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Expert Review
This essay offers a comprehensive analysis of Hamlet's character in Shakespeare's play, dissecting whether he aligns more with the traits of a tragic hero or an anti-hero. The writer effectively delineates the distinctions between these two archetypes while illustrating how Hamlet fits into the tragic hero mold. The essay presents a well-structured argument, with distinct sections discussing Hamlet's fatal flaw, hubris, and ability to evoke catharsis. The incorporation of quotes from the play enhances the essay's credibility and strengthens its analytical depth. The author demonstrates a keen understanding of Hamlet's complexities and evolution throughout the story. However, while the essay is strong overall, it could benefit from deeper exploration of Hamlet's anti-heroic attributes and perhaps offer counterarguments to create a more nuanced discussion.
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What can be improved
Counterarguments: Introduce counterarguments or alternate viewpoints to create a more balanced analysis. Anti-Hero Traits: Provide a more in-depth exploration of the anti-heroic attributes Hamlet displays to fully illustrate the complexities of his character. Clarity in Transitions: Improve transition sentences between paragraphs to enhance the essay's flow and cohesiveness. Expanded Conclusion: Expand the conclusion to succinctly recap the main points and reiterate Hamlet's positioning as a tragic hero, offering a sense of closure to the argument.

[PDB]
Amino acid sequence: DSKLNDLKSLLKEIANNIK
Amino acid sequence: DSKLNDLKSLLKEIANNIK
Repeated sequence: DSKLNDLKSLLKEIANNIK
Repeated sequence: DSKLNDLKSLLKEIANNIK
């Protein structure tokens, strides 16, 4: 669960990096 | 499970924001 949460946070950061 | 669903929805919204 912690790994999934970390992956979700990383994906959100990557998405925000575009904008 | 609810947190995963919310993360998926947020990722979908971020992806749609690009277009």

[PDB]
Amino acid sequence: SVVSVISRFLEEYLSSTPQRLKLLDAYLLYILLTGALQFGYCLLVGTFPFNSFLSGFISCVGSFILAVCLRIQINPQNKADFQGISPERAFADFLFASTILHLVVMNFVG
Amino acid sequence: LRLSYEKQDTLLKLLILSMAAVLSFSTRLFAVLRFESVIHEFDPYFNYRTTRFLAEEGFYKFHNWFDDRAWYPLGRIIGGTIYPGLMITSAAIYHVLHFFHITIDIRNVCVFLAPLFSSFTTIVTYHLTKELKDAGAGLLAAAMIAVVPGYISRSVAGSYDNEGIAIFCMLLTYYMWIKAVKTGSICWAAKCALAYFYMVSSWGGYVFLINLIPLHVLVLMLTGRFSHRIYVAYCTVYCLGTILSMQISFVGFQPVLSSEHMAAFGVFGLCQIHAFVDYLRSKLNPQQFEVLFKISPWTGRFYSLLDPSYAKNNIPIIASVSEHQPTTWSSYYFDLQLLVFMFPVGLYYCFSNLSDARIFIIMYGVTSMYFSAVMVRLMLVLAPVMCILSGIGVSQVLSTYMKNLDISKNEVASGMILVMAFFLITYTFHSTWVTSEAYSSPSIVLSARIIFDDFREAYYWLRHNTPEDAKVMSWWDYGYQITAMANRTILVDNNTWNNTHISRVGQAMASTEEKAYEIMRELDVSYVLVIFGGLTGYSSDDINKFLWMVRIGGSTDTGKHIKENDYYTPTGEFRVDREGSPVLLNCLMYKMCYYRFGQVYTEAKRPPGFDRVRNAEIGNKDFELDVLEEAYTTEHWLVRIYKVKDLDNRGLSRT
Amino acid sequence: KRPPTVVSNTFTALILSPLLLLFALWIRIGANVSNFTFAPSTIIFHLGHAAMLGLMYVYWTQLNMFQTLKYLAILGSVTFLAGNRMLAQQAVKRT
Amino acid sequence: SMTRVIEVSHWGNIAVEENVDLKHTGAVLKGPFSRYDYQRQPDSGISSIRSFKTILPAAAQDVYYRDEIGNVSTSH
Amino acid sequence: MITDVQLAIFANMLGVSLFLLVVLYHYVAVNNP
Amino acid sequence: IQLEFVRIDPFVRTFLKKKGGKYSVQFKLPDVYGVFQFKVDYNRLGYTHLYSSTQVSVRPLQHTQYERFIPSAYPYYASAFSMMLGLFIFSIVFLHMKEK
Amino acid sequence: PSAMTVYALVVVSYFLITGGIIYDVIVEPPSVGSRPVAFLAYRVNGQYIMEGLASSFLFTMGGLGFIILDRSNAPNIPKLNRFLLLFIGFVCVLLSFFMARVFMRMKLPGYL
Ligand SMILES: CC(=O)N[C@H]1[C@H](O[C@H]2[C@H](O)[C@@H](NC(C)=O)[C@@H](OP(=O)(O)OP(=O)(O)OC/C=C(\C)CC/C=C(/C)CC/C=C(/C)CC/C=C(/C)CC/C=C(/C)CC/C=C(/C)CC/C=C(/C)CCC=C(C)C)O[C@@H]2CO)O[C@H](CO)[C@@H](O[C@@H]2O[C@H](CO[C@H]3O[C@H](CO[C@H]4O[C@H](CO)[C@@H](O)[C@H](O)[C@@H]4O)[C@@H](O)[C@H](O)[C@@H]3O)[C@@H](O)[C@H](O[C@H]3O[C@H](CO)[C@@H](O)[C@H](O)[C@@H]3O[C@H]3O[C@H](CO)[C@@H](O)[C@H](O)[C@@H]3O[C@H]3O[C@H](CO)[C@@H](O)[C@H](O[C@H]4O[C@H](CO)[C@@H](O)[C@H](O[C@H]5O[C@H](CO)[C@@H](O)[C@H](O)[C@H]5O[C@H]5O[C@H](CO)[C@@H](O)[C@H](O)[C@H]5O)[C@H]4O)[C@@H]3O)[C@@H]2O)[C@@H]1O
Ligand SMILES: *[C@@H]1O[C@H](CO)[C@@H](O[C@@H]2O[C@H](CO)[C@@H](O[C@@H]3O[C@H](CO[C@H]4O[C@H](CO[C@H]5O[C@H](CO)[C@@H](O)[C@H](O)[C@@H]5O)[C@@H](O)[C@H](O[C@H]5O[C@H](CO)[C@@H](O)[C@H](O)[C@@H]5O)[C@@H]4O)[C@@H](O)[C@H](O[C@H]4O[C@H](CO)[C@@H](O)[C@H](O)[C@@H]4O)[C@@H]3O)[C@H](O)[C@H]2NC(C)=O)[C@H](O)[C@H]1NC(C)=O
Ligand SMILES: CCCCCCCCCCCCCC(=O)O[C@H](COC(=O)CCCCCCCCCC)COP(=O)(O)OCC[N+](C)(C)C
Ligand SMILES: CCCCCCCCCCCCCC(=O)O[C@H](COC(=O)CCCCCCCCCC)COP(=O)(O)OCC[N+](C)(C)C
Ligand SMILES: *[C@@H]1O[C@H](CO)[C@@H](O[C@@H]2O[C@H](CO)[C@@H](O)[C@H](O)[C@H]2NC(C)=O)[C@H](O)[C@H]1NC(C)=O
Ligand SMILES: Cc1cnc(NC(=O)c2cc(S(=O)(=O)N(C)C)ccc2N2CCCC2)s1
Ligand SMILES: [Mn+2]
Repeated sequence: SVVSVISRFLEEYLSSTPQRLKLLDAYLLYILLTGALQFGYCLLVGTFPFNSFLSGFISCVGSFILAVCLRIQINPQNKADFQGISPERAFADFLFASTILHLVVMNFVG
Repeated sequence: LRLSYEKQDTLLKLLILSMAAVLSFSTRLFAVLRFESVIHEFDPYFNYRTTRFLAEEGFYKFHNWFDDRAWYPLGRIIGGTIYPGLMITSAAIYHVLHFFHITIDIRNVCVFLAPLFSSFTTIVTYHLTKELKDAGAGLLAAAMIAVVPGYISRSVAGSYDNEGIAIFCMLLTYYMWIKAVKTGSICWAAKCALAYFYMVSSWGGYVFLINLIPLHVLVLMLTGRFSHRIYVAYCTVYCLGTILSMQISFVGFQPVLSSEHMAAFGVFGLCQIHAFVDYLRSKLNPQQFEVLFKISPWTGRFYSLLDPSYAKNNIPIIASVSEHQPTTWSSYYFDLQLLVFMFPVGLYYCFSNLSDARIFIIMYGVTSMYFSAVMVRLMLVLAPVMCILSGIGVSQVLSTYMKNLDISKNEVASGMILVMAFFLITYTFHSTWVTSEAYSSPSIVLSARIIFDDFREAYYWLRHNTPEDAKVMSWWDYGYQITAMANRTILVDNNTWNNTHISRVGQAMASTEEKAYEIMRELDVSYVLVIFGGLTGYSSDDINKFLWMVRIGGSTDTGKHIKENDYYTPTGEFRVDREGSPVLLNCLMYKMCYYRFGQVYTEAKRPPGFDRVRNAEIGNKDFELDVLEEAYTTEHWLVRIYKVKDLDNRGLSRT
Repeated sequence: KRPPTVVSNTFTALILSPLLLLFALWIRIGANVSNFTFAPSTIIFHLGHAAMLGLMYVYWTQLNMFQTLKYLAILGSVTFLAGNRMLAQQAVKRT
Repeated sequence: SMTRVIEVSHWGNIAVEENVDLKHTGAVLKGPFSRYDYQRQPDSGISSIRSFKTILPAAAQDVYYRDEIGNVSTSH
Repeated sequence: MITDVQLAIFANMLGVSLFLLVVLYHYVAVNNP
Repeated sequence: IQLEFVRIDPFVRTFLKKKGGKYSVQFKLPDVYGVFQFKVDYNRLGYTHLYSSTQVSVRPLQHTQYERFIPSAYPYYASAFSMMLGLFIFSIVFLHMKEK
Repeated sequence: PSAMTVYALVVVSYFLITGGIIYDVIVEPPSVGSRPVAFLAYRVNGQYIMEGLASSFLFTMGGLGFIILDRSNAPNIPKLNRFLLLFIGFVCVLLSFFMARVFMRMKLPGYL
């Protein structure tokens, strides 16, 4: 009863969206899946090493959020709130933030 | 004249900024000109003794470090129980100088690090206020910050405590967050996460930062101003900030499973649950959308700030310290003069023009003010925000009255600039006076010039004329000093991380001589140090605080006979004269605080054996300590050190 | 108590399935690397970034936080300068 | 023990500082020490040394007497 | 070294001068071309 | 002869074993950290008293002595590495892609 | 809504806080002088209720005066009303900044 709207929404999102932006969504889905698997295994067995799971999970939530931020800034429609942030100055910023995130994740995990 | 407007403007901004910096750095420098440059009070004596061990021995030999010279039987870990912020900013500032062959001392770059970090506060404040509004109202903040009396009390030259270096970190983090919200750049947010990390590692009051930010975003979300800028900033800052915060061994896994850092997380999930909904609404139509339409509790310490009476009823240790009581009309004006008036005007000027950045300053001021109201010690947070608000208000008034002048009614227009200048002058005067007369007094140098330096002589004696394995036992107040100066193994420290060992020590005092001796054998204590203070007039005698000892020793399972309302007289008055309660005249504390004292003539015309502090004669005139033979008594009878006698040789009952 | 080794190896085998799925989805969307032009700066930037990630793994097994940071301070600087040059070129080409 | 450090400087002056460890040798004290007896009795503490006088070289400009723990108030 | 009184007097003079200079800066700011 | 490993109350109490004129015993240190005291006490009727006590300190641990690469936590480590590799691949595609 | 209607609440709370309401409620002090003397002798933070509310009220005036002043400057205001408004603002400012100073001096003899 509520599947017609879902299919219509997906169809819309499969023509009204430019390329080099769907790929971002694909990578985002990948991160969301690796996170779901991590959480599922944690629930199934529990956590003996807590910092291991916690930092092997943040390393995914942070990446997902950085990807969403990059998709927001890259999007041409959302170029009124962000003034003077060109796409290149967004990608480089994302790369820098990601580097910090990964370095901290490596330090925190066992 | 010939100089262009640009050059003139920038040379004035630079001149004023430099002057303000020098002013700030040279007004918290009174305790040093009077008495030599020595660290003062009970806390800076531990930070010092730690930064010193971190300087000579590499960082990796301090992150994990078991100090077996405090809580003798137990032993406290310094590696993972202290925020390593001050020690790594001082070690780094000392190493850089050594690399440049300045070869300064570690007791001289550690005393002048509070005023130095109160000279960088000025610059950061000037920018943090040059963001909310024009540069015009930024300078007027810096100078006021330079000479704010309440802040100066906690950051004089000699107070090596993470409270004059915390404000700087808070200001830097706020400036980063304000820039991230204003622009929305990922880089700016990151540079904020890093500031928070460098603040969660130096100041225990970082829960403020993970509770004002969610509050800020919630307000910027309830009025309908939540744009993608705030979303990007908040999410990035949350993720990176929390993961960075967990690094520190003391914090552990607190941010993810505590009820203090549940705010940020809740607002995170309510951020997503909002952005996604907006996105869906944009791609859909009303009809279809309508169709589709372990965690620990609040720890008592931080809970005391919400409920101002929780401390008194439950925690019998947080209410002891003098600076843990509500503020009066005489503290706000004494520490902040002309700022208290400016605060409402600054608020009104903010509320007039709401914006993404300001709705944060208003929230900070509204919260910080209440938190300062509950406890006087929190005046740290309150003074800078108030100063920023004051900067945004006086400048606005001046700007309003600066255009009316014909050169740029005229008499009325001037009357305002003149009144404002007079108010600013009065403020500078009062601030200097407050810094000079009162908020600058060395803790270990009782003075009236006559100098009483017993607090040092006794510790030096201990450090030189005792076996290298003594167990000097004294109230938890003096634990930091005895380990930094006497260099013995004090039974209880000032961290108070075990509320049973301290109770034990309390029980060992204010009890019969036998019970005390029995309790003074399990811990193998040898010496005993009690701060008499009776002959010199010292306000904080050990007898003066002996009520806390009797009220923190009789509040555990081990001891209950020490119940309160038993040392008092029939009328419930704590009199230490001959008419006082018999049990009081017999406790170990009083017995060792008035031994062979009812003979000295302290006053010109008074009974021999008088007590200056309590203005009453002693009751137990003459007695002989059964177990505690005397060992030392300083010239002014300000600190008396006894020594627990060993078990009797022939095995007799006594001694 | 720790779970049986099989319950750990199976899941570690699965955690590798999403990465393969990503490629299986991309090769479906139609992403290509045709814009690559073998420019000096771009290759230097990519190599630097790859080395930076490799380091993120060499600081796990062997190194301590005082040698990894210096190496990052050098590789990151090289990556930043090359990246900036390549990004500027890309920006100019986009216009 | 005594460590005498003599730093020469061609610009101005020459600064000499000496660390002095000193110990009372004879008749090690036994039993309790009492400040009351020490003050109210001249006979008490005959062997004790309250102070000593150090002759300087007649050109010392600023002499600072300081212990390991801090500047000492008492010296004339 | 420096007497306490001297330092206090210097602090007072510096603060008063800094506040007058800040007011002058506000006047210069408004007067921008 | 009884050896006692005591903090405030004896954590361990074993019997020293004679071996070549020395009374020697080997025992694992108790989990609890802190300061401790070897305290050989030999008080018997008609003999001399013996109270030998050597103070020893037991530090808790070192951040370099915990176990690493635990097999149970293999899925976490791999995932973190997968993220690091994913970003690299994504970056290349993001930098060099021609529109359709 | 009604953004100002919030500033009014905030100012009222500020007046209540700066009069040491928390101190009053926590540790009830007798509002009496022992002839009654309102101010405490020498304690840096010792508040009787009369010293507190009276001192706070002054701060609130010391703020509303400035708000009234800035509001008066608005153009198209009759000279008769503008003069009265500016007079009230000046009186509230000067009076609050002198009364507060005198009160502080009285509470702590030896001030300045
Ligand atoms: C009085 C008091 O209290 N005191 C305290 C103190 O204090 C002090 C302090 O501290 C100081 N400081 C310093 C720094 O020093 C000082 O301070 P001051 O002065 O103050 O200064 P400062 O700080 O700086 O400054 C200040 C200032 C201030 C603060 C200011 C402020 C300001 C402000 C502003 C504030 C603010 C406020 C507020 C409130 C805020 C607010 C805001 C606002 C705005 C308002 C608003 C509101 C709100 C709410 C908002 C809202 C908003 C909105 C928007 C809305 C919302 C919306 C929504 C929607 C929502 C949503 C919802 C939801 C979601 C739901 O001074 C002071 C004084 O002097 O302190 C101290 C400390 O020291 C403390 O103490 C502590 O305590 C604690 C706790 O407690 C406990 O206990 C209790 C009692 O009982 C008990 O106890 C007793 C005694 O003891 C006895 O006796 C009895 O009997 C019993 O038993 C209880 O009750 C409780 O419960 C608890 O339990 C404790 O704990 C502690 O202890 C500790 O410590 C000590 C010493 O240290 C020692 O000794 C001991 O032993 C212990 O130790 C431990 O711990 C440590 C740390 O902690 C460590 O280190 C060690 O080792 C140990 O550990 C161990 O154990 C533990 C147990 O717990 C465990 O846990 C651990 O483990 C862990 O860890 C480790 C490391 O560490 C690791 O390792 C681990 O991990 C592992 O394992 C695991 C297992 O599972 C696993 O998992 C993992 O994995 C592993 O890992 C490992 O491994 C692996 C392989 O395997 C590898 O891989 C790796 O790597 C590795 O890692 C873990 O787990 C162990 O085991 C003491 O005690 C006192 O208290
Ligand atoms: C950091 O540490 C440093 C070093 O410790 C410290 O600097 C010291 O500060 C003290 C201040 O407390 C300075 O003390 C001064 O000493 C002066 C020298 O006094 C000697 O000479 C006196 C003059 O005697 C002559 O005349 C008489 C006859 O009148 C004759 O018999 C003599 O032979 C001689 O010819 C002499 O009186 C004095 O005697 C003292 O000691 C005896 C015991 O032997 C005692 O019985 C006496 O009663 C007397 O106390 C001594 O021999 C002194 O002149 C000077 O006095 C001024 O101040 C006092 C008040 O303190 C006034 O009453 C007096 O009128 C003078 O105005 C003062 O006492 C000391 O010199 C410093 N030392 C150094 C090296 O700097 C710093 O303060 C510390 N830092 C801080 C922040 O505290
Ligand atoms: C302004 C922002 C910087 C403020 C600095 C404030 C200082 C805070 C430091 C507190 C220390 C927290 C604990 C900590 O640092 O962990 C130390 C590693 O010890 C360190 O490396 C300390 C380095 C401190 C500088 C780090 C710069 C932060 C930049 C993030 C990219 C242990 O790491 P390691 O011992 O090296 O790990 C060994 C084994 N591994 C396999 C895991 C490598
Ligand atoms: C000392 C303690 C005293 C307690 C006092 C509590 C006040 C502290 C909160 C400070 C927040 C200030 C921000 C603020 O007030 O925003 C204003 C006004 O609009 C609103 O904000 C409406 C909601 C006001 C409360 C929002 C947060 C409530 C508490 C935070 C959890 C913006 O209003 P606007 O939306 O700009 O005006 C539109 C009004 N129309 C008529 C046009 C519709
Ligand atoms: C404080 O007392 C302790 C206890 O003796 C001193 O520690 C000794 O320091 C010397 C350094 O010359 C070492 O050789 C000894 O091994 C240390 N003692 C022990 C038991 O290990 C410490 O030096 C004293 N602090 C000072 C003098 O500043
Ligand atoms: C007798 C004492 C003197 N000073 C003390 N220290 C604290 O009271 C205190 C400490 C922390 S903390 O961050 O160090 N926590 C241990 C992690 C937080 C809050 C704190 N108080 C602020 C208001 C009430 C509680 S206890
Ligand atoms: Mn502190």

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Hamlet: The Flaws of the Main Protagonist and Anti-Hero of the Play. (2020, October 20). WritingBros. Retrieved June 18, 2024, from https://writingbros.com/essay-examples/hamlet-the-flaws-of-the-main-protagonist-and-anti-hero-of-the-play/
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Hamlet: The Flaws of the Main Protagonist and Anti-Hero of the Play [Internet]. WritingBros. 2020 Oct 20 [cited 2024 Jun 18]. Available from: https://writingbros.com/essay-examples/hamlet-the-flaws-of-the-main-protagonist-and-anti-hero-of-the-play/
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Hamlet: The Flaws of the Main Protagonist and Anti-Hero of the Play essay